- Wyrwich KW, Tierney WM, Wolinsky FD: Further evidence supporting an SEM-based criterion for identifying meaningful intraindividual changes in health-related quality of life. J Clin Epidemiol 1999, 52: 861–873. 10.1016/S0895-4356(99)00071-2PubMedView ArticleGoogle Scholar
- Wyrwich KW, Tierney WM, Wolinsky FD: Using the standard error of measurement to identify important changes on the Asthma Quality of Life Questionnaire. Qual Life Res 2002, 11: 1–7. 10.1023/A:1014485627744PubMedView ArticleGoogle Scholar
- Jordan K, Dunn KM, Lewis M, Croft P: A minimal clinically important difference was derived for the Roland-Morris Disability Questionnaire for low back pain. J Clin Epidemiol 2006, 59: 45–52. 10.1016/j.jclinepi.2005.03.018PubMedView ArticleGoogle Scholar
- Leidy NK, Wyrwich KW: Bridging the gap: Using triangulation methodology to estimate minimal clinically important differences (MCIDs). COPD 2005, 2: 157–165. 10.1081/COPD-200050508PubMedView ArticleGoogle Scholar
- Cella D, Bullinger M, Scott C, Barofsky I: Group vs. individual approaches to understanding the clinical significance of differences or changes in quality of life. Mayo Clin Proc 2002, 77: 384–392. 10.4065/77.4.384PubMedView ArticleGoogle Scholar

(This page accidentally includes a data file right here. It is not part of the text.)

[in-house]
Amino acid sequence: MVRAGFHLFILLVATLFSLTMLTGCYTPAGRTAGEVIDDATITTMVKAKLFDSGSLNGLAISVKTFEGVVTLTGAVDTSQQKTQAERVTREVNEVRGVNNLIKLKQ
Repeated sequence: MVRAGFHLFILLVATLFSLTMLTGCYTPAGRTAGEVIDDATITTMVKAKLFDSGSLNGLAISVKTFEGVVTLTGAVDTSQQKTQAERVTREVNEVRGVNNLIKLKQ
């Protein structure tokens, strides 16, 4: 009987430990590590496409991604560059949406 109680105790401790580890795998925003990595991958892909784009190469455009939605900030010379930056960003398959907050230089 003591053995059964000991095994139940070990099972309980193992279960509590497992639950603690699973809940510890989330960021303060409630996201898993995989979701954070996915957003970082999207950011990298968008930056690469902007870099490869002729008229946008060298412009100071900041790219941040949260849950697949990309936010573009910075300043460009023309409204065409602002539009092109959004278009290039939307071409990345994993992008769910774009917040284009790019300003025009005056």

- Dawson J, Doll H, Coffey J, Jenkinson C: Responsiveness and minimally important change for the Manchester-Oxford foot questionnaire (MOXFQ) compared with AOFAS and SF-36 assessments following surgery for hallux valgus. Osteoarthritis Cartilage 2007, 15: 918–931. 10.1016/j.joca.2007.02.003PubMedView ArticleGoogle Scholar
- Resnik L, Dobrykowski E: Outcomes measurement for patients with low back pain. Orthop Nurs 2005, 24: 14–24. 10.1097/00006416-200501000-00007PubMedView ArticleGoogle Scholar
- Norman G, Stratford P, Regehr G: Methodological problems in the retrospective computation of responsiveness to change: the lessons of Cronbach. J Clin Epidemiol 1997, 50: 869–879. 10.1016/S0895-4356(97)00097-8PubMedView ArticleGoogle Scholar
- Schwartz N, Sudman S: Autobiographical memory and the validity of retrospective reports. New York: Springer-Verlag; 1994.View ArticleGoogle Scholar
- Davidson M, Keating JL: A comparison of five Low Back Disability Questionnaires: reliability and responsiveness. Phys Ther 2002, 82: 8–24.PubMedGoogle Scholar
- Barratt A, Wyer PC, Hatala R, et al.: Tips for teachers of evidence-based medicine: 1. Relative risk reduction, absolute risk reduction and number needed to treat. CMAJ 2004, 171: 353–358.PubMed CentralPubMedView ArticleGoogle Scholar